BBVA sells its American subsidiary to prepare a merger with Banco Sabadell

Posted on Nov 16, 2020 at 1:48 p.m.Updated Nov 16, 2020, 7:27 PM

BBVA turns the page of the American adventure and prepares its expansion in the Iberian Peninsula by reactivating the project of a merger with Banco Sabadell. The Spanish bank announced Monday that it had sold its subsidiary in the United States to the Pittsburgh group PNC, for 11.6 billion dollars (9.7 billion euros). The deal is the largest in the U.S. market since BB&T bought SunTrust for $ 28 billion in February 2019, forming what is now Truist.

New American giant

The agreement could open the door to the creation of a new banking giant on the other side of the Atlantic, with nearly $ 560 billion in assets and a presence in around 20 states.

It would benefit from the good complementarity of the PNC networks, which operate mainly in the northeastern quarter of the country as far as Chicago, and BBVA, whose headquarters are in Alabama, and which is active especially in the south of Florida. to Texas, New Mexico or California.

With 634 branches, BBVA’s US subsidiary is a little bigger than BNP Paribas’ BancWest, which has 534 branches. The Spanish group said the sale price was 20 times its subsidiary’s 2019 profits and nearly 50 times. % of its overall market capitalization. Other Europeans, such as Deutsche Bank or HSBC, are also reducing their presence in the United States.

Refocusing on the Iberian market

The sale of its American branch, acquired in 2004, allows BBVA to raise its CET1 equity ratio from 11.5% to 14.5% and will bring 580 million euros in net profit.

In Spain, the announcement of the transaction was received with enthusiasm, as the signal of BBVA’s refocusing on the Iberian market, even though the group retains its activities in Mexico and Turkey. The action jumped more than 19% on Monday in Madrid, and analysts were already anticipating future acquisitions. Indeed, the suspense did not last and, a few hours later, BBVA informed the Spanish stock exchange authority to study a possible merger with Banco Sabadell, the fifth banking establishment in the country.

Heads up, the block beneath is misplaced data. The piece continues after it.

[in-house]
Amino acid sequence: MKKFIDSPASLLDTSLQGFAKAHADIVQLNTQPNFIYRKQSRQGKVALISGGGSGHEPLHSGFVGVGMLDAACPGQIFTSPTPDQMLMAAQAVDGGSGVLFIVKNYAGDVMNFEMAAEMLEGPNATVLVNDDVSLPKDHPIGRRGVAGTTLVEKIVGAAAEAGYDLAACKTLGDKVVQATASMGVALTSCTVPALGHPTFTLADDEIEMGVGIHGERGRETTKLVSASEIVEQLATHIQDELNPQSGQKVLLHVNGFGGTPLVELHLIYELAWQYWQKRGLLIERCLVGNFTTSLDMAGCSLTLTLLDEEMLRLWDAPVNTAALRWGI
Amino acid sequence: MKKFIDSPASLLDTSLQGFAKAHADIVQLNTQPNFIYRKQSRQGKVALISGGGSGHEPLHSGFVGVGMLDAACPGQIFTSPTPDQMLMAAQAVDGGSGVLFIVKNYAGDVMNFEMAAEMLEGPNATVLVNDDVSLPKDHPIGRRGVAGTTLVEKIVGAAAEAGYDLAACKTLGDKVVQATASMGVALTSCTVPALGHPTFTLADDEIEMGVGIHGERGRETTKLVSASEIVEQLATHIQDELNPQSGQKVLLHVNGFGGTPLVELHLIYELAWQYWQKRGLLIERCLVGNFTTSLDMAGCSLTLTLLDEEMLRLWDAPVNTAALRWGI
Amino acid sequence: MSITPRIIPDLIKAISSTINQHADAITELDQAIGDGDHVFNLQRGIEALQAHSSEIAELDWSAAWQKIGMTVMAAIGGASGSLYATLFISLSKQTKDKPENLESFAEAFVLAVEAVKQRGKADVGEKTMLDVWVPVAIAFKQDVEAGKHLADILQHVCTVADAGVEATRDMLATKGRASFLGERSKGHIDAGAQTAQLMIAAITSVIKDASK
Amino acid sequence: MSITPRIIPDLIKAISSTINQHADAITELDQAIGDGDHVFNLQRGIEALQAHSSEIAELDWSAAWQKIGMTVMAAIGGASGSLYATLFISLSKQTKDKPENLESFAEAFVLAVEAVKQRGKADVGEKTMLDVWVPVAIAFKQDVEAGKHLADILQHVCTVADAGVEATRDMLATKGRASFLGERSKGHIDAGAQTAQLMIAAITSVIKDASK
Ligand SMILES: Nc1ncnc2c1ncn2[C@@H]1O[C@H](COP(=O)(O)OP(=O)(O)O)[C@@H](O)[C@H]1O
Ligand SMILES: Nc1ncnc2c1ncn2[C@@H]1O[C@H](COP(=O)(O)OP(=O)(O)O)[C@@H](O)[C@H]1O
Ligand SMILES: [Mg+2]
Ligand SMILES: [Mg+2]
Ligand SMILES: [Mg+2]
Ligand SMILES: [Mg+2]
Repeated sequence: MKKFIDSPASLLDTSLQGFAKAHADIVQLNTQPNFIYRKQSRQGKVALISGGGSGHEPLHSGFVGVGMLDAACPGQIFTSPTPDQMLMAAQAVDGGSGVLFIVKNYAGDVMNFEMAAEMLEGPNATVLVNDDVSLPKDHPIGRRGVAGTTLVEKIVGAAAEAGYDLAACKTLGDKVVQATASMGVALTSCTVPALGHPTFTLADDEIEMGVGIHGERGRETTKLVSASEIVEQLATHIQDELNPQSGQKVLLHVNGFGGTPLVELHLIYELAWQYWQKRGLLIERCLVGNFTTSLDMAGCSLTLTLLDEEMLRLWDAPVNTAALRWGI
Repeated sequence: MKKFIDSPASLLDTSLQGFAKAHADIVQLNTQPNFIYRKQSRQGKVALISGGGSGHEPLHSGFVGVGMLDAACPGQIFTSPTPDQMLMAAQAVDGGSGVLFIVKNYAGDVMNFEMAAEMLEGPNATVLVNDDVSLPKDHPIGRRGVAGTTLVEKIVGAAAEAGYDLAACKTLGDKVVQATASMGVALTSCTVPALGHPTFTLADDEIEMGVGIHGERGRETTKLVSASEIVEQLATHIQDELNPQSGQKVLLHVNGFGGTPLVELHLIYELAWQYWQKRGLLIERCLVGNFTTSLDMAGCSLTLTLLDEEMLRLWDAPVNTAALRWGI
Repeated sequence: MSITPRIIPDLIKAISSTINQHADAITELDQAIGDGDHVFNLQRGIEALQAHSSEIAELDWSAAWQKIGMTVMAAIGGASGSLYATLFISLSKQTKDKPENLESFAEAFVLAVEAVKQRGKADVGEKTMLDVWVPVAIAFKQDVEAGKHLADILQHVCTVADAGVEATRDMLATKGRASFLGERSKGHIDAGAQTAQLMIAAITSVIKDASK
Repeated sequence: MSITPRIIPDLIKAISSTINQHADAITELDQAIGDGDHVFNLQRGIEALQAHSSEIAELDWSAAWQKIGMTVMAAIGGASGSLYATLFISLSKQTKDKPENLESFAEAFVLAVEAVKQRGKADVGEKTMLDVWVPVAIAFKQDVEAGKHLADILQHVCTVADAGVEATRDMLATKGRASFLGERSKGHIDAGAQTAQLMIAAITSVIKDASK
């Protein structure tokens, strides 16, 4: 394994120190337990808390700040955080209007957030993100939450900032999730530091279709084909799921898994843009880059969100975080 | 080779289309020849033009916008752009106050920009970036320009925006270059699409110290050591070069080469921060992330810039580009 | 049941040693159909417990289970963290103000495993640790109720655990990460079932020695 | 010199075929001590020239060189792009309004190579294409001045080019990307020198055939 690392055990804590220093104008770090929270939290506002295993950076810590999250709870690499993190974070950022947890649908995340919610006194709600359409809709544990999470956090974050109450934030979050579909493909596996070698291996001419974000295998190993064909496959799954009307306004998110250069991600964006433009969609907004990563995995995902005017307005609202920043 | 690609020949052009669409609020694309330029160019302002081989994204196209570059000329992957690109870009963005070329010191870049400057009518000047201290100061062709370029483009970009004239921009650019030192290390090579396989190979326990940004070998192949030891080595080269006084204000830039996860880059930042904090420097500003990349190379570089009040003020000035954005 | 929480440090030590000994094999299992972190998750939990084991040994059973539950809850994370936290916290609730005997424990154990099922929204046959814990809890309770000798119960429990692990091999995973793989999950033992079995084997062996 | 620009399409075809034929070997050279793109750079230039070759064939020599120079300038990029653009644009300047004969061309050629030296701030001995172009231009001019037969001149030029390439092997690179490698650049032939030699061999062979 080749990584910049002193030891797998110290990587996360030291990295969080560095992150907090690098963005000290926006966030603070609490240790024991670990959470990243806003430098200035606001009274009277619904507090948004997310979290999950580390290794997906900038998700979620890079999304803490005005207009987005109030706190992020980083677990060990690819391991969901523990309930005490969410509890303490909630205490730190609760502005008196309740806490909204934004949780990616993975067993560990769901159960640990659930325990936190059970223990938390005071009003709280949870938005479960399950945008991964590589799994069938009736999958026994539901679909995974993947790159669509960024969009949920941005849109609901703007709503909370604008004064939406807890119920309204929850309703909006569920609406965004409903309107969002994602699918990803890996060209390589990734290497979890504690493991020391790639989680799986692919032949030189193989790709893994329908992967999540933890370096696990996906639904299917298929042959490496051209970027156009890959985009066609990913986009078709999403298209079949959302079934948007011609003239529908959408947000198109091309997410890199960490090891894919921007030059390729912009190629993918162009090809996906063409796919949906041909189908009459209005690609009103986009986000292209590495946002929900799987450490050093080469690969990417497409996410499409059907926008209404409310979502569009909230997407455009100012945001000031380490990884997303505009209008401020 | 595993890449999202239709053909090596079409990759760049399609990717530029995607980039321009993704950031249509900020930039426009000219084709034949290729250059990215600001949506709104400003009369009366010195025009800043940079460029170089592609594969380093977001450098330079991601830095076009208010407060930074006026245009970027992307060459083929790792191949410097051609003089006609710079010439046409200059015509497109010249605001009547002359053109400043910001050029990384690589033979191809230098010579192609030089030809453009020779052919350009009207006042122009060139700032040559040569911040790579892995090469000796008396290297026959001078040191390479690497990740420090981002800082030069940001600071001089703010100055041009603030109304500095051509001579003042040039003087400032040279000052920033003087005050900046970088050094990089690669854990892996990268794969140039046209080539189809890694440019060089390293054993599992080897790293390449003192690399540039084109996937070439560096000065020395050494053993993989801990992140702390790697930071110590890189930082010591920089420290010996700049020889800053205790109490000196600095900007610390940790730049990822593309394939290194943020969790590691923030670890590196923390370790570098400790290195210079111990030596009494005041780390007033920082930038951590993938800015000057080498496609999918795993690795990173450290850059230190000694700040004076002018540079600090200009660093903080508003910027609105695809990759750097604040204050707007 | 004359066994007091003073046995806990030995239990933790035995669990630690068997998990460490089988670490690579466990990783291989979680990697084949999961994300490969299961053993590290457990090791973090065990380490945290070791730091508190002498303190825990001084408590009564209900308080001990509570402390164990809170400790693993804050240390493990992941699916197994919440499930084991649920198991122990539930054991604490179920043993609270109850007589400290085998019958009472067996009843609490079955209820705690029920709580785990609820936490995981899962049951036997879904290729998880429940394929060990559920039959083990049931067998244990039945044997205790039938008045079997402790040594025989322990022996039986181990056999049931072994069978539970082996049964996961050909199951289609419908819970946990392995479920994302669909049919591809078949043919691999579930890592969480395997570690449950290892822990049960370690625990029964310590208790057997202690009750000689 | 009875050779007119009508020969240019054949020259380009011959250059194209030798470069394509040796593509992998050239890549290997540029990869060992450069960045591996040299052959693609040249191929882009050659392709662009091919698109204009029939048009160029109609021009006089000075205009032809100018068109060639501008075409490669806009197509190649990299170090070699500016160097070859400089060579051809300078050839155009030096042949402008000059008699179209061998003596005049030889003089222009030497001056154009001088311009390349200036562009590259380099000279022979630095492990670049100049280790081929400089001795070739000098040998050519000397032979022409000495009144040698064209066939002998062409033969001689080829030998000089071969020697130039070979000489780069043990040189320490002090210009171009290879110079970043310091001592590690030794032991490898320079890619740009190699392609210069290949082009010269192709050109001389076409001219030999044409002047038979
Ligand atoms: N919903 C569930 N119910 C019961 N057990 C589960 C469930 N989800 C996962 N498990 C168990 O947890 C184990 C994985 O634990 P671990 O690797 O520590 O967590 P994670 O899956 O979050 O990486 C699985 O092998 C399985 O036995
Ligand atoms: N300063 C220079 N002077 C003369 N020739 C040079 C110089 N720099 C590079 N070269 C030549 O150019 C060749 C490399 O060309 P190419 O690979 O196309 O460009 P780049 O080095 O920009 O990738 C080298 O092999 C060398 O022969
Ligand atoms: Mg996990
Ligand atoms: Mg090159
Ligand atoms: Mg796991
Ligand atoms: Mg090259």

That same morning, BBVA president Carlos Torres refused to comment on the rumors, but he pointed out that the sale of the American branch would strengthen the group’s strategic flexibility to face opportunities, invest “Profitably in our markets” and “Increase shareholder compensation”. The aim is in particular to carry out a share buyback program, which would however need the agreement of the European Central Bank (ECB).

Merger with Banco Sabadell

BBVA is therefore entering the merger ball already opened by the union between CaixaBank and Bankia, announced in September and which must be effective at the beginning of December. The merger between BBVA and Banco Sabadell, number 5 on the Spanish market, was the most logical. Informal conversations between the two entities had been launched in September, but the lack of capital was until then the big obstacle for the takeover.

The American windfall therefore arrives at the right time to resolve the problem and the Stock Exchange anticipated the announcement of the merger project on Monday morning with a 14% increase in Sabadell’s share. Stricken by the Covid crisis, the Catalan banking establishment must indeed actively seek a partner, encouraged by the calls for consolidation launched by the ECB. If BBVA has always been presented as a favorite for the takeover, other combinations were also mentioned elsewhere, such as a union with Abanca or, again, why not with the new CaixaBank-Bankia alliance.

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